It is very important to determine the initiation ages of active faulting in order to clarify the tectonic history of the Japanese Islands and to predict the evolution of the geological environment. In this study, we compiled existing information about the initiation ages of active faulting in the Japanese Islands; these ages were estimated by stratigraphic interpretation and calculation. We also included the initiation ages that we calculated from the total displacement and slip rate of active faults. The number of active faults, which started current style of activity, seems to have gradually increased from about 3 Ma. Since then, N-S trending reverse faulting has been observed in northeast and southwest Japan, and strike-slip faults in central Japan. The number of active faults increased drastically after 1.5 Ma, and peaked at around 0.5 Ma. Since 1.5 Ma, NE-SW trending reverse faulting occurred in the region extending from the southern part of northeast Japan to southwest Japan. Most of the active faulting in Kanto and Izu districts, which is attributed to reverse and strike-slip faults, started after 1 Ma. The trend of the initiation ages of active faulting almost correspond to the periods of the tectonic events that occurred near the Japanese Islands. After the peak of the initiation of active faulting around 0.5 Ma, the number of new active faults decreased. However, it is possible that the new active faults were undetectable because of their small displacements.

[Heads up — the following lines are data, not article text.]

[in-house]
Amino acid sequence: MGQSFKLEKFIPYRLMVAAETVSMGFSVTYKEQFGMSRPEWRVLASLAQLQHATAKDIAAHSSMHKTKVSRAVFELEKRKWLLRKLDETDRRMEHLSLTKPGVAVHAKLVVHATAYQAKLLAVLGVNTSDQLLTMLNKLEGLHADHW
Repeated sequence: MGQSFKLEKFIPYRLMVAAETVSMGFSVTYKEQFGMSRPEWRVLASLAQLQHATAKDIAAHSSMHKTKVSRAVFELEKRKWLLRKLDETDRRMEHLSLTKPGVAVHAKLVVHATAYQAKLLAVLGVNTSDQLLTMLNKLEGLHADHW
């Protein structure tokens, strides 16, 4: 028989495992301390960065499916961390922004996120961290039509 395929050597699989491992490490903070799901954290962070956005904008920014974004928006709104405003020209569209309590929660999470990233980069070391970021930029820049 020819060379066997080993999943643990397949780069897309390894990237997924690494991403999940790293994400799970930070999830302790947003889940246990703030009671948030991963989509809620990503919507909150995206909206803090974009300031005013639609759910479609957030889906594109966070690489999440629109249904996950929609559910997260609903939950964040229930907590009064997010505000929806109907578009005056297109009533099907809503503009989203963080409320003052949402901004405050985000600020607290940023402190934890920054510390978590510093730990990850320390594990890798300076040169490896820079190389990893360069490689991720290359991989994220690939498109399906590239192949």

The Chino fault consists a section of the Middle Itoigawa-Shizuoka tectonic line active fault system (ISTL), central Japan. The Chino fault is characterized by a high average slip rate reaching 10 mm/yr., which is one of the highest slip rates reported from active faults onshore Japan. Along the linear fault trace, channels and terrace risers are systematically offset by left-lateral slip and fault scarps by vertical component is clear on Late Quaternary terrace surfaces. Intensive studies on fault topography were conducted at Sakamuro. We carried out 1) air-photo interpretation, 2) LiDAR DEM analyses, 3) geomorphic mapping of terraces and faults, 4) pit excavation for stratigraphy and chronology, 5) measurement of strike-slip and dip-slip offsets, and 6) estimation of recurrence intervals and slip-per-event.The fluvial terraces are classified into eight surfaces from H to L3 in descending order, based on terrace deposits, overlaying tephra layers and radiocarbon ages (H: older than 120 ka, M1: 100 ka, M2a: 60 ka, M2b: 40 ka, L1a: 30 ka, L1b: 10 ka, L2: 5 ka, L3: 1-2 ka).Through these analyses, an average left-lateral slip rate of the fault is estimated to be 8.5 to 14.8 mm/yr. The last faulting event is inferred to have occurred after 1,000-2,000 yr B.P. when the L3 surface was formed. In addition, the left-lateral and vertical slip amounts per event are estimate as at 4.5 to 5 m and 2 m, respectively. The average recurrence interval calculated from the slip rate and slip-per-event is about 1,700-5,000 years.